Park brochure for Laurel Hill State Park in Pennsylvania. Published by Pennsylvania State Parks.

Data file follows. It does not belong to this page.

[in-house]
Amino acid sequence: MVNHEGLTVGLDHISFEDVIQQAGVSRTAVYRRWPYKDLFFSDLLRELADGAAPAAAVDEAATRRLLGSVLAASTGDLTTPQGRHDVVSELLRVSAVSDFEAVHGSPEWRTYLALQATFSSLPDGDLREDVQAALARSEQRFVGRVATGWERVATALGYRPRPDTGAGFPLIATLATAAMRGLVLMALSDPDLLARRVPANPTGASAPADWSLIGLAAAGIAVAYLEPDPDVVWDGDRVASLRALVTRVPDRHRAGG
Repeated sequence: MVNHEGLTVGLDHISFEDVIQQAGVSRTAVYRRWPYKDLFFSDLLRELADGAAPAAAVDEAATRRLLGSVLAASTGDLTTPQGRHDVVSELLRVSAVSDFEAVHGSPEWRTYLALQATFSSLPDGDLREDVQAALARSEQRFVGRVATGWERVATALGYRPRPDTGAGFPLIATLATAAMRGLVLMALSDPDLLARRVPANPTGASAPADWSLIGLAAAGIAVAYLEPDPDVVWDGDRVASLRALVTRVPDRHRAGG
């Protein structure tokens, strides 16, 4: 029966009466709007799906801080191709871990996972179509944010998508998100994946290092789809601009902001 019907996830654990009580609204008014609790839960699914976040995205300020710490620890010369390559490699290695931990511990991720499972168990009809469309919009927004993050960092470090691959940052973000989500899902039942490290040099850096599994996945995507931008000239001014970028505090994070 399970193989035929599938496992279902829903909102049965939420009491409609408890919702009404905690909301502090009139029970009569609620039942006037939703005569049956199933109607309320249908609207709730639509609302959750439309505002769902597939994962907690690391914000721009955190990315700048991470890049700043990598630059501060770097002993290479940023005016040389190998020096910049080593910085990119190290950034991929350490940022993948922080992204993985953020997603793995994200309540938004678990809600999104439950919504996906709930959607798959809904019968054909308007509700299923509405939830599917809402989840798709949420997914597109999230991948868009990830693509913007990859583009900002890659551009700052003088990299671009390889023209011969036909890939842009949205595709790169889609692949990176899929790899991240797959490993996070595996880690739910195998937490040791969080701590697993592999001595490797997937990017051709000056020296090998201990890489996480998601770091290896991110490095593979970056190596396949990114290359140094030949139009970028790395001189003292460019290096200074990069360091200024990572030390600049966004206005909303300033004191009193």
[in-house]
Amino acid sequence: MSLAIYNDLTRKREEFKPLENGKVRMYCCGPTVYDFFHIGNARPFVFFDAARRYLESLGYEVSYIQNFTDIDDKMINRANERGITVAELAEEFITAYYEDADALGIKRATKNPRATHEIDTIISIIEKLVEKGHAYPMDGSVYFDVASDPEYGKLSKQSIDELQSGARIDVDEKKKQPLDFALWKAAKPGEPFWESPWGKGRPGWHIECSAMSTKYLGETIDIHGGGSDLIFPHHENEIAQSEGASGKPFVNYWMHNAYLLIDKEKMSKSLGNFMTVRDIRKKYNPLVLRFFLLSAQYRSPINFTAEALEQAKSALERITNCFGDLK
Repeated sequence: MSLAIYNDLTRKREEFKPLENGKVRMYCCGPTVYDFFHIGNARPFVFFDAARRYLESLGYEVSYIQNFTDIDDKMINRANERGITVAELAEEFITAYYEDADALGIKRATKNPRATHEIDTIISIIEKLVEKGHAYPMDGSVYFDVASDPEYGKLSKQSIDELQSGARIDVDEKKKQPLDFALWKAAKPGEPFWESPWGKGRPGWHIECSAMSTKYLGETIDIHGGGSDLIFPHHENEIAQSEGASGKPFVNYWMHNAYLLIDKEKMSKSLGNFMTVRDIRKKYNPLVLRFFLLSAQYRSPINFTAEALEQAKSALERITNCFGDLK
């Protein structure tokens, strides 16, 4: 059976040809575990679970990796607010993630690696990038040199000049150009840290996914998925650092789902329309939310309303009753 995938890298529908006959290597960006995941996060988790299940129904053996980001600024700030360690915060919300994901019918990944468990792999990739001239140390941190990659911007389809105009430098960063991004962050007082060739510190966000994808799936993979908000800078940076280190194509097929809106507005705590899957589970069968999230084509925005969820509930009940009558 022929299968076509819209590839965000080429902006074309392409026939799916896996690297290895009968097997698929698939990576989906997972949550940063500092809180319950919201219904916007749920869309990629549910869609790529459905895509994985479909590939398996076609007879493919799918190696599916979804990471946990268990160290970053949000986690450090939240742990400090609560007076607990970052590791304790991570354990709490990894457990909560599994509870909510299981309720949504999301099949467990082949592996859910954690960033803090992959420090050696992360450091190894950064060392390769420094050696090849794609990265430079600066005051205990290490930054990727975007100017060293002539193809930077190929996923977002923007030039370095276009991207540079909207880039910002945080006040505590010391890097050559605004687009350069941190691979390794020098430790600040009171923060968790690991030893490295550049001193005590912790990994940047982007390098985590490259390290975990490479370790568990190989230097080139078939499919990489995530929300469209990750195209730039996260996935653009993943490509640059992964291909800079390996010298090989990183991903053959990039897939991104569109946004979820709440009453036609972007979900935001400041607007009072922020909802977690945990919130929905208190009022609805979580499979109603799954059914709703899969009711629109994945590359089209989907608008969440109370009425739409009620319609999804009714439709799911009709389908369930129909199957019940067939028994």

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Laurel Hill Laurel Hill State Park A Pennsylvania Recreational Guide for Pennsylvania State Parks Mission The primary purpose of Pennsylvania state parks is to provide opportunities for enjoying healthful outdoor recreation and serve as outdoor classrooms for environmental education. In meeting these purposes, the conservation of the natural, scenic, aesthetic, and historical values of parks should be given first consideration. Stewardship responsibilities should be carried out in a way that protects the natural outdoor experience for the enjoyment of current and future generations. visitPAparks Printed on recycled paper LAUREL HILL STATE PARK 2018 Photo by Stokes Clarke ENVIRONMENTAL EDUCATION Reservations Make online reservations at www.visitPAparks.com or call toll-free 888-PA-PARKS (888-727-2757), 7:00 AM to 5:00 PM, Monday to Saturday. The park offers a wide variety of environmental education and recreational programs. Through hands-on activities, guided walks, and evening programs, participants gain appreciation and understanding of the park’s natural and cultural resources, as well as enjoying the recreational opportunities. Curriculum-based environmental education programs are available to schools and youth groups. Teacher workshops are available. Programs are offered February to October. Contact the park office for a schedule of programs. A visitor center, open seasonally, is located within the beige farmhouse at the entrance to the campground. so that it could be converted to better use. In 1936, the National Park Service was given the responsibility of the Recreational Demonstration Areas. Laurel Hill was one of five areas in Pennsylvania that was targeted for restoration and reforestation, organized group camping, and day picnicking. Beginning in 1935, with cooperation of the Pennsylvania Department of Forests and Waters, men of the Works Progress Administration and the Civilian Conservation Corps (CCC) began building roads, trails, bridges, and recreational facilities. Two CCC camps, NP-5-PA and SP-15 arrived on July 1, 1935, and began building camps for themselves (currently Group Camp 8 and Group Camp 5). The 200 young men in each camp worked year round building park facilities including group camps, picnic areas, waterlines, roads, the beach house, and Laurel Hill Lake. World War II ended the CCC. In October of 1945, the Department of the Interior transferred the project to the Commonwealth of Pennsylvania and it became Laurel Hill State Park. The Laurel Hill Recreational Demonstration Area Historic District includes all CCC-constructed buildings and structures that retain a significant degree of integrity. The district contains 202 buildings on 1,352 acres of land, which is the largest collection of CCC architecture in Pennsylvania State Parks. Directions Laurel Hill State Park consists of 4,512 acres of mountainous terrain in Somerset County. The 63-acre Laurel Hill Lake is a focal point of the park. Laurel Hill is surrounded by thousands of acres of pristine state park and state forest lands. A trail system invites visitors to explore the park and observe the diversity of plants and wildlife. The Jones Mill Run Dam and the Hemlock Trail Natural Area are two must-see destinations on your visit. From I-76, take Exit 110 (Somerset) and drive west on PA 31 from Somerset for eight miles. Turn left onto Trent Road and follow the directional signs to Laurel Hill State Park. The park may also be reached from Exit 91 (Donegal) of I-76 by turning left on PA 31 east and traveling 14 miles. Turn right onto Trent Road and follow directional signs to the park. RECREATIONAL OPPORTUNITIES Spend the Day PICNICKING: Five picnic pavilions may be reserved up to 11 months in advance for a fee. Unreserved picnic pavilions are free on a first-come, first-served basis. Three picnic areas have over 500 picnic tables. Trent Picnic Area has a canoe/kayak launch, large ball field, playground equipment, and two picnic pavilions. Beach Picnic Area has playground equipment, a sand volleyball court, boat rental, food concession, and three picnic pavilions. Old Mill Picnic Area, located at the upper end of the lake by the boat mooring and launching area, provides excellent shoreline fishing. SWIMMING: A 1,200-foot sand beach is open from late-May to mid-September, 8:00 AM to sunset. Swim at your own risk. Please read and follow posted rules. Swimming is only permitted within the designated buoy areas. Maximum depth is five feet. The beach has an ADA accessible ramp to the lake, an ADA accessible beach wheelchair, an ADA canoe/kayak launch, and an ADA accessible restroom. A food concession is available from Memorial Day to Labor Day. HIKING AND MOUNTAIN BIKING: see other side HUNTING AND FIREARMS: Over 2,200 acres are open to hunting, trapping, and the training of dogs during established seasons. Common game species are rabbit, squirrel, grouse, turkey, deer, black bear, Canada goose, and raccoon. Most of Laurel Hill Lake is open to waterfowl and goose hunting. Hunting woodchucks, also known as groundhogs, is prohibited. Dog training is only permitted from the day following Labor Day through March 31 in designated hunting areas. The Department of Conservation and Natural Resources and the Pennsylvania Game Commission rules and regulations apply. Contact the park office for ADA accessible hunting information. Use extreme caution with firearms at all times. Other visitors use the park during hunting seasons. Firearms and archery equipment used for hunting may be uncased and ready for use only in authorized hunting areas during hunting seasons. In areas not open to hunting or during non-hunting seasons, firearms and archery equipment shall be kept in the owner’s vehicle or enclosed trailer. Exceptions include: law enforcement officers and individuals with a valid Pennsylvania License to Carry Firearms are authorized to carry a firearm concealed on their person while they are within a state park. BOATING: electric motors only Laurel Hill Lake has 45 mooring sites and two boat launches. A boat rental at the beach has paddleboards, rowboats, paddleboats, canoes, kayaks, and hydrobikes available Memorial Day through Labor Day. Motorboats must display a boat registration from any state. Non-powered boats must display one of the following: boat registration from any state; launch permit or mooring permit from Pennsylvania State Parks, available at most state park offices; launch use permit from the Pennsylvania Fish and Boat Commission. FISHING: Laurel Hill Lake has bass, trout, catfish, sucker, bluegill, perch, crappie, northern pike, and sunfish. Laurel Hill Creek and Jones Mill Run are excellent trout streams. Pennsylvania Fish and Boat Commission regulations and laws apply. A fishing license, not available at the park office, is required for people ages 16 and older. Stay the Night area is open year round. Limited facilities include Adirondack shelters, vault toilets, potable water, fire rings, and picnic tables. Reservations are required. Youth groups must have one adult leader for each 10 youths. Trailers are prohibited. Fires can only be made in designated locations. Standing timber cannot be cut. Hufman Lodge CAMPING: modern sites, electric, and full-hookup Of the 264 campsites, 149 have electric and some are available with full-hookup. The campground has flush toilets, warm showers, sanitary dumping stations, and drinking water. Pets are permitted in designated sites. Please follow all pet camping rules. The campground opens in mid-April and closes the third Sunday in October. Site occupancy is limited to one family unit (persons living under one household) or one non-family unit limited to five persons, including one responsible individual 18 years of age or older. The maximum camping period is 14 consecutive nights. CAMPING COTTAGES: Eight cottages near the campground sleep five people in either single bunks or double/single bunks, and have wooden floors, windows, screened porch, picnic table, fire ring, and electric heat, lights, and outlets. ORGANIZED GROUP CABIN CAMPS: Large, cabin camps are available for nonprofit organized youth and adult groups from the first Friday in June to September 30. Facilities include flush toilets, central shower house, large dining hall, and kitchen, plus small cabins for campers. Applications are only available at the park office. ORGANIZED GROUP TENTING: Qualified, organized adult and youth groups may use the 100-person capacity area. This Enjoy the Winter SNOWMOBILING: The 10-mile trail system in the park connects with the more than 120-mile trail system in Forbes State Forest. Conditions permitting, the trail system is open daily for registered snowmobiles after the end of deer rifle season in mid-December. Trail maps are available at the park office. ICE FISHING: The 63-acre Laurel Hill Lake is open to ice fishing. Common species are bass, crappie, trout, and perch. Ice thickness is not monitored. For your safety, make sure ice is at least 4” thick for a single angler and 7” thick for a small group. Always carry safety equipment. SLEDDING AND TOBOGGANING: A sledding hill is in the field loop area of the campground. Lighted on weekends until 9:00 PM as conditions permit, a fire ring and wood are also provided for sledders. SNOWSHOEING: All 15 miles of hiking trails are ideal for showshoeing. HUFMAN LODGE: Tucked away in a secluded area of Laurel Hill State Park, Hufman Lodge is modern yet retains rustic charm. The wood burner, cathedral ceiling, and large, private deck overlooking the park and the Laurel Highlands make the lodge cozy and spectacular. The lodge is well equipped for the winter recreation season, including ski and snowboard racks, and glove and boot dryers. The two-story lodge has five bedrooms, which sleep 14 guests. The lodge has three bathrooms (two full, one ¾), one and one-half kitchens, recreation room, and laundry. Guests must provide their own linens. COPPER KETTLE LODGE: Situated minutes from Seven Springs, Hidden Valley, and Great Allegheny Passage, the Copper Kettle Lodge provides year-round opportunities for recreation and relaxation. The lodge sleeps 8 and provides all the comforts and amenities needed. Three bedrooms, one bathroom, full kitchen, living room, dining room, rec room, and the large great room offer plenty of space. Guests must provide their own linens. HISTORY Far longer than many areas of the state, the Laurel Hill Valley escaped the unbridled logging that swept through Pennsylvania. The steep stream valleys and rugged hills made logging difficult until technology laid the tracks to enable the trees to be hauled to mills. Powerful, slow locomotives climbed the switchback tracks through Laurel Hill and hauled the logs to mills. From 1886 to 1940, logging companies clear-cut the trees of the park, leaving behind a wasteland of brambles prone to forest fires and flooding. Only the Hemlock Trail Natural Area escaped the loggers’ reach. Beginning in 1935, the Federal Emergency Relief Administration began purchasing sub-marginal agricultural and forest land WILDLIFE WATCHING The rich flora and fauna of Laurel Hill State Park make it a great place to watch wildlife year round. The mixed deciduous forest is dominated by oak, maple, cherry, and poplar trees with an understory of witch hazel, serviceberry, rhododendron, and mountain laurel. Although most of the park was timbered in the early 1900s, for unknown reasons the Hemlock Trail Natural Area remains intact. Many of the massive eastern hemlocks within this six-acre old growth stand are over 300 years old. Look and listen for black-throated green warblers and blackburnian warblers who depend on this unique habitat. Wildflowers are common and range from the early blooming trillium and spring beauty that grace the trail edges, to the bee balm that colors the fields and roadsides well into November. Whether by sound or sight, visitors can enjoy a wide variety of bird species, both migrant and resident. Especially popular are the tree swallows and eastern bluebirds that inhabit the park’s man-made nest boxes. The trail winds from below the campground to the meadow across from the visitor center. This relatively open area is also a popular hunting ground for diurnal raptors, such as the redtailed hawk, and nocturnal predators, such as tiny screech owls that nest in the area each year. In the spring and early summer, calls of spring peepers, bullfrogs, and American toads fill the night, intermingled with the haunting calls of great horned and barred owls. Ruffed grouse drum on air making a sound like an engine trying to start. Late in the summer, the chirps, trills, and buzzes of katydids, cicadas, and tree crickets fill the night. Small mammals like woodchucks, chipmunks, and gray, red, and fox squirrels are commonly seen throughout the park during daylight hours. White-tailed deer and eastern cottontail rabbits are most often seen at dawn or dusk in the open meadow areas. The elusive mink, fox, black bear, coyote, bobcat, and fisher have been spotted in the park. Familiar to every camper are the skunk, raccoon, and opossum that search for carelessly stored camp foods. Please observe wildlife only from a distance and do not feed wildlife. Ruffed grouse INFORMATION AND RESERVATIONS Laurel Hill State Park 1454 Laurel Hill Park Road Somerset, PA 15501-5629 814-445-7725 email: email@example.com GPS DD: Lat. 40.01023 Long. -79.2244 An Equal Opportunity Employer www.visitPAparks.com Make online reservations at www.visitPAparks.com or call toll-free 888-PA-PARKS (888-727-2757), 7:00 AM to 5:00 PM, Monday to Saturday. @laurelhillsp Access for People with Disabilities This symbol indicates facilities and activities that are Americans with Disabilities Act (ADA) accessible for people with disabilities. This publication text is available in alternative formats. In an Emergency Call 911 and contact a park employee. Directions to the nearest hospital are posted on bulletin boards and at the park office. NEAREST HOSPITAL Somerset Hospital 225 South Center Avenue Somerset, PA 15501 814-443-5000 If you need an accommodation to participate in park activities due to a disability, please contact the park you plan to visit. Nearby Attractions For information on nearby attractions, contact Laurel Highlands Visitors Bureau, 800-333-5661. www.laurelhighlands.org Kooser State Park’s 250 acres of forest and stream provide a beautiful backdrop for picnicking, fishing, hiking, camping, and cross-country skiing. 814-445-8673 Laurel Ridge State Park is home to the 70-mile Laurel Highlands Hiking Trail, and offers snowmobiling, hunting, and crosscountry skiing. 724-455-3744 Ohiopyle State Park has whitewater rafting on the Youghiogheny River and biking on the Great Allegheny Passage. 724-329-8591 Forbes State Forest provides 60,000 acres for hunting, fishing, hiking, and the highest point in Pennsylvania – Mount Davis, 3,213 feet. 724-238-1200 Laurel Mountain State Park offers a family-friendly downhill skiing and snowboarding area, and the lodge offers food and beverages. For more information, contact the Laurel Mountain Ski Resort at 724-238-2801. www.laurelmountainski.com Fallingwater, designed by Frank Lloyd Wright, is open for guided house tours, (724) 329-8501. www.fallingwater.org Hidden Valley and Seven Springs resorts have skiing, dining, and conference hosting. Hidden Valley Resort, 814-443-8000. www.hiddenvalleyresort.com Seven Springs Resort, 814-352-7777. www.7springs.com The Flight 93 National Memorial visitor center and memorial plaza are open to the public, 814-893-6322. www.nps.gov/flni/index.htm TRAILS: 15 miles Park Office GPS Coordinates Decimal Degree Lat. Long. To PA 31 & Hidden Valley e Cris 2050 200 0 T-368 0 200 50 0 210 T-3 64 Ro ad 50 21 205 0 0 225 ad Ro nt 37 Tre R 30 S 2550 250 0 245 2100 2050 2000 2100 SOMERSET COUNTY 2300 10 30 2200 215 0 d 2200 00 20 0 24 00 p Co Willis 0 0 22 4 2150 To PA 281 Enlargement Lakeview tl Ket e Bea ch l Trai 0 194 0 50 21 0 210 Dam 0 26 50 26 0 80 19 60 0 ke 21 50 50 22 22 00 rel 230 0 2020 19 60 194 0 Hi ll 225 0 B To Road le Kett 21 00 u La ke La 2250 e ous Shay pe r il Tra 21 00 20 00 230 0 215 0 SR 3 033 am Rd. 21 215 00 00 Barron 20 50 t en Tr d for ed 2000 50 21 200 FEET l Trai 0 192 0 196 200 2100 C o p p er Ke t t l e Hw y . 2200 S rg To Greensbu 50 22 22 00 21 50 Re rgh bu itts To P 21 50 00 Rd . 21 0 5 20 SR 3033 Church . Rd To New Centerville & PA 281, 4 Mi. arr on B e Lak 029 SR 3 2250 2200 Hill 3 10 194 y. White Oak Hw ad Ro 2140 2120 2100 080 2 0 206 040 0 2 202 0 0 20 1980 220 50 2050 2100 2150 2200 CONTOURS ARE ON 20 FT. INTERVALS 19 235 La 23 00 0 l re 20 Copper Kettle Lodge 4 220 0 Roa 1 er pp Co rch Chu Rd . 5 9 T4 50 20 Lake Tre nt SR 30 Rd. 37 Beach #3 CCC Monument Visitor Center TRENT Sugar Maple 50 20 ry 00 20 rel Lau 7 Trai l Dam Firewood Rd. 11 Cr. Trent Rd. er Hufman Lodge Old Mill #1 2 205 0 See Enlargement 0 ll Hi 039 SR 3 k Cree 220 u La 5 Jones, Scott, Singo Cemetery 2050 0 200 200 Trent le Ball Field l re u La p Tri 00 20 p Cop 50 20 00 20 50 20 0 210 #8 #5 2200 2150 2100 0 215 SR LAUREL HILL STATE PARK 9 0 0 220 8 220 2000 Creek 0 Hill Trail 00 21 0 2150 Jim tow n 21 To PA 31 & Hidden Valley 2150 2100 2050 Camp Conestoga Boy Scouts 0 200 k Tra il 210 51 T-5 n Ru 2150 0 205 He ml oc Hemlock Trail Natural Area Run e Lin Trail 6 l Trai n Ru l Trai 215 23 00 Buck r Wa te 00 21 Road Mill house mp Pu 50 21 Tram Teaching Trail Station e Ridg Line Run 1 KILOMETER In diantow n 1. Visitor Center 39.99204 , -79.24164 2. Amphitheater 39.99490 , -79.24506 3. Boat Launch (Dam) 39.99510 , -79.23929 4. Beach 39.99645 , -79.23967 5. Jones, Scott, Singo Cemetery 40.00260 , -79.24036 6. Jones Mill Run Dam (via Pumphouse Trail) 40.00555 , -79.23230 40.00555 , -79.23230 7. Boat Launch (Old Mill) 23 50 00 21 Camp Buck Run Cub Scouts 50 21 n Ru 00 22 Jones Mill Run Dam 50 21 Crab 2250 Contact Station Blue Symbols Mean ADA Accessible Public Phone Food Concession Modern Restrooms Amphitheater Picnicking Picnic Pavilion Playground Swimming Beach Sledding Fishing Pier Boat Rental Non-motorized Boat Launch Boat Launch 8. ADA fishing access 40.00840 , -79.23259 9. Park Office 40.00979 , -79.22440 10. Scenic View at Laurel Hill Parking 39.97710 , -79.235979 00 22 2400 2250 Tr. 2150 2300 nty Cou Snowmobiling Parking Snowmobile CONTOURS ARE ON 100 FT. INTERVALS 1/2 1/2 MILE 22 00 Boat Mooring Camping Dump Station Organized Group Cabin Camp Organized Group Tenting Area 11. Trent Picnic Area 39.98396 , -79.249098 il Tra 2350 Trail Rd. 2250 CENTER CHURCH 2100 Multi-use Trail: Hiking , Mountain Biking Joint Use Road: Auto/ Snowmobiling Trail Information Hiking Trail 2250 2200 1/4 1/4 50 The hiking trails of Laurel Hill State Park are listed according to difficulty, arranged from the easiest to the most difficult. Most trails are wide, easily followed, and blazed in yellow. Routed signs are posted at intersections of various trails. Shay Trail: 0.5 mile, easiest hiking This trail pays homage to the Shay locomotives that traversed Laurel Hill Creek valley during the logging of the early 1900s. This trail connects Ridge, Tram Road, and Pumphouse trails. Martz Trail: 1 mile, easiest hiking This wide trail passes through several forest ecosystems and provides the widest variety of tree species during fall foliage. Camping Cottage Lodge Parking Paved Buck 0 230 2350 rtz Pu mp h Trail Tram 0 24 0 0 250 2550 00 24 0 0 00 23 Parking Unpaved Road Unpaved Ma 2300 0 260 ad Ro 50 23 1/8 d Roa Ga 1950 State Park No Hunting FORBES S TAT E FOREST 26 00 25 50 Tr ail 2400 50 26 Rd. 39 30 SR ek e Cr 0 230 1/4 1/4 ek Cre k ee Cr 0 210 00 20 0 195 1900 0 2200 Rev. 03/07/19 50 20 State Park Hunting 27 00 2650 Mi ll Run 2300 2350 Road Cou nty Line SR 3029 Triple 50 21 Allen 00 Hemlock Natural Area Archery Only Hunting Re d Oa k Delayed Harvest Artificial Lures Only To Beck Springs & PA 31 Jo nes J on es ll Mi Trail 2300 2350 2400 2500 0 255 00 26 New Centerville Kett le Hwy. 281 00 653 0 230 00 Copper Kettle Trail: 1.25 miles, easiest hiking This new, family-friendly bike trail meanders along the western shoreline of Laurel Hill Lake. It connects Old Mill Picnic Area to the Beach Picnic Area and the campground. It provides excellent fishing access, and allows visitors to explore the park without using a vehicle. Pumphouse Trail: 1.6 miles, easiest hiking A slow, gradual incline leads from the Pumphouse Trail Parking Lot along a wide path to the Jones Mill Run Dam. Benches and large rocks provide a resting place where visitors can enjoy this scenic historic site built by the Civilian Conservation Corps. Water Line Trail: 0.6 mile, more difficult hiking An uphill grade from the Pumphouse Trail Parking Lot, this trail is perfect for viewing geologic features such as the lepidodendron fossils common to the park. ry 50 23 50 To B osw ell 31 p Cop 2300 Trent New er Somerset Exit 110 00 25 601 601 70 76 Rd . Ba 281 rro Lexington n Ch ur ch Rd . 2150 22 0 22 0 50 23 Trai l ltz 2450 2000 le Trip 20 Be 2450 2200 0 235 Rd. 2250 2300 235 0 2150 2200 2250 2300 2350 22 00 50 20 R3 03 3 To PA 653, Scullton & New Lexington S 0 240 m bc at 2450 2500 ry lle sti Di Rea Ru n uce 2000 e ttl Ke 1900 Lyo ns Spr 2050 2500 653 s 00 Hemlock Trail: 1.2 miles, more difficult hiking Narrow at times and running along steep banks in places, this trail loops through the six-acre natural area. Hemlock Trail Natural Area is comprised of old growth Eastern hemlock trees along a portion of Laurel Hill Creek, which contains a native trout population. er Ch 26 2600 985 To Jennerstown Laurel Mountain Rd. Laurel Summit Line Bakersville Kooser . Rd Rd. e e Driv Scullton Laurel Ridge Line SR 3029 LAUREL HILL Hidden Valley Indian Head alvill To Norm 19 50 1950 Ridge Trail: 1.5 miles, more difficult hiking This wide, grassy trail is often used as a wildlife corridor. It offers the best opportunity for chance encounters with wildlife and viewing animal tracks and signs. 0 270 Linn Run County Laurel 2700 Ridge Laurel Ridge To Oh i o pyle 0 Tram Road Trail: 1.7 miles, more difficult hiking This trail follows the general course of the logging railroad that traversed Laurel Hill State Park and Jones Mill Run in the early 1900s. 381 2600 381 381 711 2700 20 20 50 00 21 21 50 00 2000 Beltz Trail: 2.75 miles, more difficult hiking Beltz Trail follows an old road grade and provides access to many of the park’s trails as well as several on Forbes State Forest. Bobcat Trail: 1 mile, most difficult hiking This rugged and remote trail offers thick mountain laurel and opportunities for wildlife viewing. The trail crosses Buck Run in numerous places that do not have foot bridges. Lake Trail: 1.75 miles, most difficult hiking This scenic trail winds along Laurel Hill Creek and follows the eastern shore of Laurel Hill Lake. This steep, narrow, sloping path is slippery in places. 711 2500 2400 70 76 Stahlstown 130 711 31 711 Exit 91 Donegal 2650 00 0 20 220 Road SR 3035 225 s ne Jo 22 2200 tt Pri 21 To PA 711, 381& Champion R3 0 29 2600 0 260 2450 0 e 0 Rd . Lyons 19 00 50 20 00 SEVEN SPRINGS 2650 2550 0 255 g Villa 195 50 N 50 19 25 Bo wood To Ro ck 50 50 250 2750 23 00 For a Safe Hike: • Wear sturdy shoes to protect your feet. • Carry the proper safety equipment, like a first aid kit and a poncho. • Stay on the trail. If you hike off of the trail, you could become lost or damage the fragile habitat. • Carry drinking water. DO NOT drink from streams, springs, or lakes without properly treating the water first. • Tell someone where you are going and when you will return. Tell us about your hike at: Mountain Biking: Ridge, Beltz, Martz, Pumphouse, Waterline, and Copper Kettle trails are all open to mountain biking. Beltz Trail connects to several trails in Forbes State Forest that are also open to mountain biking. 2800 Rd . Hill Park N L l re au Rd. ille ersv W. Edie Bak S Sp even rin gs 24 Ki ng wo od To Ream 035 SR 3 d Roa Ream nt y Co u 00 24 00 S3 0 24 00 nier To Ligo 27 25 28 To U 26 2250